And Kiger recommended teaming with manufacturer reps to learn the fine details of each ultralight frame and system.

“I think a lot of people don’t realize that manufacturers have different frames and such for a reason,” she said. “You’re going to have different adjustability, potentially, with different models of wheelchairs, even though they’re by the same manufacturer.

“For example in our line right now, with the 5R versus the 7R, you’re going to have some differences in what I can do as far as center of gravity, what I can do with any other sort of adjustment, down to whether you choose the caster position or not. I’m looking at where I can tweak.”

While fully dialed-in, non-adjustable chairs can offer lower overall weights and a better ride, first-time ultralight users are still adjusting to new ranges of function and still learning how to navigate using a new form of personal mobility.

“Just because somebody ends up in a wheelchair that requires a fair amount of options for adjustment when they’re first injured doesn’t mean the next time they won’t move up to a chair that is more rigidized, with less choice,” Kiger said. “You can do a fully rigid chair if you want to. But those are normally most successful for people that know exactly what they want and they’re not changing. For somebody newly injured, I wouldn’t necessarily do a fully rigid back. I’d want to do a fold-down back where I could tweak it to three different positions throughout the day, because what if they need different trunk support throughout the day?”

Rigid vs. Folding

The question of adjustability goes hand in hand with the question of a rigid vs. a folding frame. Historically, first-time ultralight users were given folding chairs because of the additional adjustability that those systems offered.

But Lisa Cordero, PT, ATP, National Seating & Mobility, said advances in rigid frame adjustability could mean a different path now.

“I think it’s the way we all used to think,” Cordero said of choosing a folding frame for first-time users. “I don’t think it’s the way we all think now. Rigids have come such a long way with the ability to be adjustable that it makes a very appealing option for people if it’s meeting their needs.… It’s not an automatic rule-out at all.”

That said, there are a lot of factors to think about. “I wouldn’t put someone in their first chair in a non-adjustable rigid frame where you have no ability to do anything,” Cordero said. “That conversation comes from our evaluation and our interview. We’ve had people where we’re all on board, we’re going to go with rigid, and [the client] will come in for the final follow-up or appointment and they’ll say, ‘I was talking to my family, and we talked about how the two of them fold differently, and because of our vehicle and our lifestyle, a folding frame is going to fit our ability to transport better than the rigid will.’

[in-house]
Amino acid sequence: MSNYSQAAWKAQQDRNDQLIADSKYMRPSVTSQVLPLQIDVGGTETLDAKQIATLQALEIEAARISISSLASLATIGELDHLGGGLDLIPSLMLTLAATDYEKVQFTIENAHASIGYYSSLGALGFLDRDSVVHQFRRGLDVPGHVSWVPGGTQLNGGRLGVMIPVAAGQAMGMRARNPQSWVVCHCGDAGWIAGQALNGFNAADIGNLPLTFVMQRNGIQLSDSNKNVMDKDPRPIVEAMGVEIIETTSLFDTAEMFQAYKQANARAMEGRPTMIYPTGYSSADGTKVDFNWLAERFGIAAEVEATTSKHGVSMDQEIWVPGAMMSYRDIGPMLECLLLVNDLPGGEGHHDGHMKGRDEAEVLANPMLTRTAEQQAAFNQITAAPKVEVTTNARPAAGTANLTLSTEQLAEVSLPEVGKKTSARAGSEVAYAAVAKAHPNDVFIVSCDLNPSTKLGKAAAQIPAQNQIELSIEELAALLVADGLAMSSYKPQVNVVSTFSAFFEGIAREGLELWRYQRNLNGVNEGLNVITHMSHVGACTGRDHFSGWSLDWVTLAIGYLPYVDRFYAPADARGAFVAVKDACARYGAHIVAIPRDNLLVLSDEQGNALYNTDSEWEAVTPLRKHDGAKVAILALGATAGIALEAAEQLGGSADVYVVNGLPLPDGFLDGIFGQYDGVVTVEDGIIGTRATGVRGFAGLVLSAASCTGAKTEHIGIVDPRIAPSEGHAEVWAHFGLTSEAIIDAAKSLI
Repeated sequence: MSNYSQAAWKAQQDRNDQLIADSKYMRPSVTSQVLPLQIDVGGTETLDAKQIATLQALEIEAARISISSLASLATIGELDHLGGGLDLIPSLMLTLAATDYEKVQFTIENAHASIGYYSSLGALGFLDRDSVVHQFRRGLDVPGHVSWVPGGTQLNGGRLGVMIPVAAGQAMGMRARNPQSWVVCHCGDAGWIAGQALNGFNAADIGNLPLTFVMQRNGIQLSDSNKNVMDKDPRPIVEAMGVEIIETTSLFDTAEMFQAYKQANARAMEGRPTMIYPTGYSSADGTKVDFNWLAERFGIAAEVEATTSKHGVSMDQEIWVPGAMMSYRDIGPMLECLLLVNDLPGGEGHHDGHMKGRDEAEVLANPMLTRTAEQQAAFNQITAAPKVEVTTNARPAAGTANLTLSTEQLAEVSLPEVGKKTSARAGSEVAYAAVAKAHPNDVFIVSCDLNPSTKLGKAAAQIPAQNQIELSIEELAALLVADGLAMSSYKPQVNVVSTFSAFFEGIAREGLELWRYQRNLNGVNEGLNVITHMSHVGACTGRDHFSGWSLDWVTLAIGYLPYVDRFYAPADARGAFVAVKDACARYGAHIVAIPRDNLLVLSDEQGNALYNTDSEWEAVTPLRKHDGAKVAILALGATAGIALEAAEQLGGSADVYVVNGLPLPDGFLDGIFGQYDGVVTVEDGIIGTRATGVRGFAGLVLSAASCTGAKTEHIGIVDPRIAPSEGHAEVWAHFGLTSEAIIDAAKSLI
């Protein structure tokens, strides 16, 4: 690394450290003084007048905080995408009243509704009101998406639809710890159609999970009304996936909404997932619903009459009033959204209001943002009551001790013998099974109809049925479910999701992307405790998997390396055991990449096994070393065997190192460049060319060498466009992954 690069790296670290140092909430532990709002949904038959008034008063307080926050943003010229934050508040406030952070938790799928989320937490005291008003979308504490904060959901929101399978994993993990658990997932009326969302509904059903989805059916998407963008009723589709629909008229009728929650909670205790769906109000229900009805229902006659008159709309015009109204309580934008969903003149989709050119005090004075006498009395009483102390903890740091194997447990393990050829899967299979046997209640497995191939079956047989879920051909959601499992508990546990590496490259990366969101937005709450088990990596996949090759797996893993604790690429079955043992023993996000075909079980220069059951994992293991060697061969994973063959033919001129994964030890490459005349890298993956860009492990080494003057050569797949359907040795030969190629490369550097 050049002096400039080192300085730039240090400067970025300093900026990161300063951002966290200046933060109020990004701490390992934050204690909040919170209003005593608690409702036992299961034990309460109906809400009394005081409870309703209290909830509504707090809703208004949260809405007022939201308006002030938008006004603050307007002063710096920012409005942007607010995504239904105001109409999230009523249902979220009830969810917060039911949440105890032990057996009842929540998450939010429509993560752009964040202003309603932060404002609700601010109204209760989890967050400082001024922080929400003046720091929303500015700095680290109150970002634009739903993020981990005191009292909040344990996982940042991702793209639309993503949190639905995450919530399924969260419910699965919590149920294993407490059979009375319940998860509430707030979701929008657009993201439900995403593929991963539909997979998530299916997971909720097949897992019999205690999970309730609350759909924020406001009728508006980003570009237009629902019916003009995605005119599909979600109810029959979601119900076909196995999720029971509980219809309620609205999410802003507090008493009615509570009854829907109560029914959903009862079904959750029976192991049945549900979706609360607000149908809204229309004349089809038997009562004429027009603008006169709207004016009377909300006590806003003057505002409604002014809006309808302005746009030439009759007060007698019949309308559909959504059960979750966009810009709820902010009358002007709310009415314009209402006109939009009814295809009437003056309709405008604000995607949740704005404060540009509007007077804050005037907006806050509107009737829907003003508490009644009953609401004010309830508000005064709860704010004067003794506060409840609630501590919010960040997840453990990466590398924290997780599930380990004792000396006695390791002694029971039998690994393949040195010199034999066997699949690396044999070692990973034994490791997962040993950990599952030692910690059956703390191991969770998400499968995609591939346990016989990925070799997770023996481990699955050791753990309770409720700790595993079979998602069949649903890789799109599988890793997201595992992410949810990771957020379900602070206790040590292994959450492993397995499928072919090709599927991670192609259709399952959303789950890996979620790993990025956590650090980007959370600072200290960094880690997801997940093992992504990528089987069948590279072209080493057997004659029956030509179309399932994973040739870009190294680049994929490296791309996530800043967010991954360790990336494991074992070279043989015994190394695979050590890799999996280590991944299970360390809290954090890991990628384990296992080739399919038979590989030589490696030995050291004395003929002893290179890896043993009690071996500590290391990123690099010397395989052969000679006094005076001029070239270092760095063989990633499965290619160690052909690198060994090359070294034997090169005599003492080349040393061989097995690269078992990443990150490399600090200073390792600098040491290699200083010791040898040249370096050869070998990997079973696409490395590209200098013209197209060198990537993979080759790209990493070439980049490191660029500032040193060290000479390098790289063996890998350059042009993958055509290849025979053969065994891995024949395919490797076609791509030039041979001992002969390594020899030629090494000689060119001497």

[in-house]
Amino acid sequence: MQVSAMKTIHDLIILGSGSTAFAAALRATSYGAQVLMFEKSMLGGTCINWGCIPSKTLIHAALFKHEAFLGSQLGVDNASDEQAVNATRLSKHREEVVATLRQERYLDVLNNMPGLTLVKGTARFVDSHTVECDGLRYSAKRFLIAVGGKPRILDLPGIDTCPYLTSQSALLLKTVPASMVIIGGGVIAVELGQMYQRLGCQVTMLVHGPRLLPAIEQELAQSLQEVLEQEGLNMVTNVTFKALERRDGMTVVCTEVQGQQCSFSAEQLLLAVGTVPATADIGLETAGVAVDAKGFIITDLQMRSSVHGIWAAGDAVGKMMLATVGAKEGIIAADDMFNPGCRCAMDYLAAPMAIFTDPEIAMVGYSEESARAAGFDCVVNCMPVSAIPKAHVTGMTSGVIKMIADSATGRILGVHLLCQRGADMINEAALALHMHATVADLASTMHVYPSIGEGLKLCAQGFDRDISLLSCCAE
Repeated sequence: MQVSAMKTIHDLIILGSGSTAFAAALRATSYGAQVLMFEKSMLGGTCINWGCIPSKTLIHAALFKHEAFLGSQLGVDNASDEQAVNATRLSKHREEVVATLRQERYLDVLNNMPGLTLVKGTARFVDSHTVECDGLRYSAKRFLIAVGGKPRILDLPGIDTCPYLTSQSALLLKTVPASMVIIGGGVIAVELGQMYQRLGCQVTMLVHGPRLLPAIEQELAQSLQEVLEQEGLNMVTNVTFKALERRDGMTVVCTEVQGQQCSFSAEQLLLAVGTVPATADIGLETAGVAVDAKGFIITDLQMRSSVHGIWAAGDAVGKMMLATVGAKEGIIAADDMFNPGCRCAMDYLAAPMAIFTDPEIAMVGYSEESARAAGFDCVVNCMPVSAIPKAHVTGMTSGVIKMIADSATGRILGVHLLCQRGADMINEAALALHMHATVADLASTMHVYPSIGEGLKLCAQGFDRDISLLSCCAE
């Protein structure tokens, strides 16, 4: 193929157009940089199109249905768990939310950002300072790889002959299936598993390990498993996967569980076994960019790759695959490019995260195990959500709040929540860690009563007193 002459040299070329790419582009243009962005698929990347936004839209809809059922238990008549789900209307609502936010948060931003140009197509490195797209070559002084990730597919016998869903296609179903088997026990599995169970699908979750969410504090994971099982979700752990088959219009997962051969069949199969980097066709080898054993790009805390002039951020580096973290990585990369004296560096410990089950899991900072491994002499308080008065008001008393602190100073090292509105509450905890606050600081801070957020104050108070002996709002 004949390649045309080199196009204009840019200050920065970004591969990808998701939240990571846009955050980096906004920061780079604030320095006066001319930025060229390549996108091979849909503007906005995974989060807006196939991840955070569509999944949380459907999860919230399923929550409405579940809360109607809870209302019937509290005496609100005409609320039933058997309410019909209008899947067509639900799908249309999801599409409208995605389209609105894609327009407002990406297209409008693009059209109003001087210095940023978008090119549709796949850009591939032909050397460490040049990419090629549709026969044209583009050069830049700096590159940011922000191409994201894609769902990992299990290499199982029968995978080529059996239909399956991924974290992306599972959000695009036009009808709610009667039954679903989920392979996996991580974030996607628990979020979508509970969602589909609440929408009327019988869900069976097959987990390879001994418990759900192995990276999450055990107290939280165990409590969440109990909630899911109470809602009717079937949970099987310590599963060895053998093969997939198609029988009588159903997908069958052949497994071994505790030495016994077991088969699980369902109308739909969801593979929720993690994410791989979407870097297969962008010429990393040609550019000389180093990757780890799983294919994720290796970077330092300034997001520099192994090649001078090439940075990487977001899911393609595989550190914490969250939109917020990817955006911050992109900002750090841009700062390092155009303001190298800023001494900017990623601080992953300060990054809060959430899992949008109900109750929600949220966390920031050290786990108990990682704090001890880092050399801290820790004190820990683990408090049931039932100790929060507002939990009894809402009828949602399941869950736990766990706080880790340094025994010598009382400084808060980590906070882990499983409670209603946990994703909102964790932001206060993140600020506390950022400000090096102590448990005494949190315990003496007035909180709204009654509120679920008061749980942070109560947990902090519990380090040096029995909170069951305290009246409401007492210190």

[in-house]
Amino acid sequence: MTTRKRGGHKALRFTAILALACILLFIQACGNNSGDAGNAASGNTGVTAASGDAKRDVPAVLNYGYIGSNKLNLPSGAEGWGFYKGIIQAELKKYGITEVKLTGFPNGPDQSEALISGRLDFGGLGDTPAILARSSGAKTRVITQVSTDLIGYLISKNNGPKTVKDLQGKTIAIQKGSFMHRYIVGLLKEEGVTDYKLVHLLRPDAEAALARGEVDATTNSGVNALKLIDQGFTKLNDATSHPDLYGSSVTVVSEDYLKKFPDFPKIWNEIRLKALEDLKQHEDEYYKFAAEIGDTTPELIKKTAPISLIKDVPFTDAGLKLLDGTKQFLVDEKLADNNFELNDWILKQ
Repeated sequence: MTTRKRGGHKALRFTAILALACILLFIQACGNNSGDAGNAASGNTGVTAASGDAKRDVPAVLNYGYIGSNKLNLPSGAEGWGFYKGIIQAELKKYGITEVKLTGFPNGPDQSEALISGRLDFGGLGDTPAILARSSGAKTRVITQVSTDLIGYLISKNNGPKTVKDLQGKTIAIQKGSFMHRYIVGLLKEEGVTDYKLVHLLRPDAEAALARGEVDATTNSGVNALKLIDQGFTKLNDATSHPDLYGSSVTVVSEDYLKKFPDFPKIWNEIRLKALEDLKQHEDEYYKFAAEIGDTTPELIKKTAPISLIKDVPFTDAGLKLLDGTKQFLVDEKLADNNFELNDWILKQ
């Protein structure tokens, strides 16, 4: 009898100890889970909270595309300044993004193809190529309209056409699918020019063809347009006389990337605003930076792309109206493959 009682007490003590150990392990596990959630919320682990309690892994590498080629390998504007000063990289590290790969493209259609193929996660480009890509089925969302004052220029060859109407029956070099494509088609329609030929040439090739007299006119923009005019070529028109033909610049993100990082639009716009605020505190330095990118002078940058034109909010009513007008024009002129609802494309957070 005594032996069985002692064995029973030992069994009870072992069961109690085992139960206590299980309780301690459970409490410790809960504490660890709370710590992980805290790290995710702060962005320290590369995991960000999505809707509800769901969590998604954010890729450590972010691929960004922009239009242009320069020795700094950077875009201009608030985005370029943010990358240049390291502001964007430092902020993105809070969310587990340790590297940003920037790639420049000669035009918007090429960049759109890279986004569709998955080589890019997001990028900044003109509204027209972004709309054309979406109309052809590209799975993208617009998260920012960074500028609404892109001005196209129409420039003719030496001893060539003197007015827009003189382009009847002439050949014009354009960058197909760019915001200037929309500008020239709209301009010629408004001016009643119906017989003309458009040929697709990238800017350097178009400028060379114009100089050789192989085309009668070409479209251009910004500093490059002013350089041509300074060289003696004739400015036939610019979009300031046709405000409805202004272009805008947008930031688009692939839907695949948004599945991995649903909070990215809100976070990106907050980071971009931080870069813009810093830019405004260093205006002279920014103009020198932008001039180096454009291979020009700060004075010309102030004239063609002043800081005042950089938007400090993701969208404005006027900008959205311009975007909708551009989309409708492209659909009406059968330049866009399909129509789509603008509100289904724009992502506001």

“Even though we showed the ways both fold down or disassemble, for some people it’s what fits better, transportation wise, in their vehicle, no matter what we think clinically. It’s kind of balancing our clinical judgment with what their functional and practical needs are with their family.”

Depending on the client’s functional abilities, a folding frame’s features might make more sense, Cordero added. “I’ve had postpolio patients who were ambulatory, but now they’re in their first manual wheelchair. I’ve had them prefer the folding because they can fold it, they can pop the casters up and roll it in the backseat behind them. A lot of my spinal cord patients want that rigid because they want to lift up and over. So what’s making them the most independent? What kinds of transfers are they working on?

“Someone who’s doing a nice and easy pop-over transfer might be great with a fixed front end. Someone who is working on weight bearing or has the ability to weight bear and that’s a goal for them, they may want a swing-away front end, which is more common with folding. There are very few rigids with a swingaway front end anymore. They may want that style of footrest so they can move that footrest out of the way and work on their transfer as opposed to coming up and over a rigid footrest in front of them.

“We have stroke patients that can qualify for a K0005, but they are stand-pivot transferring. They need that safety of those footrests out of the way to come up and forward. Some of that [determination] is also the mechanism of injury that is causing these people to need the wheelchair.”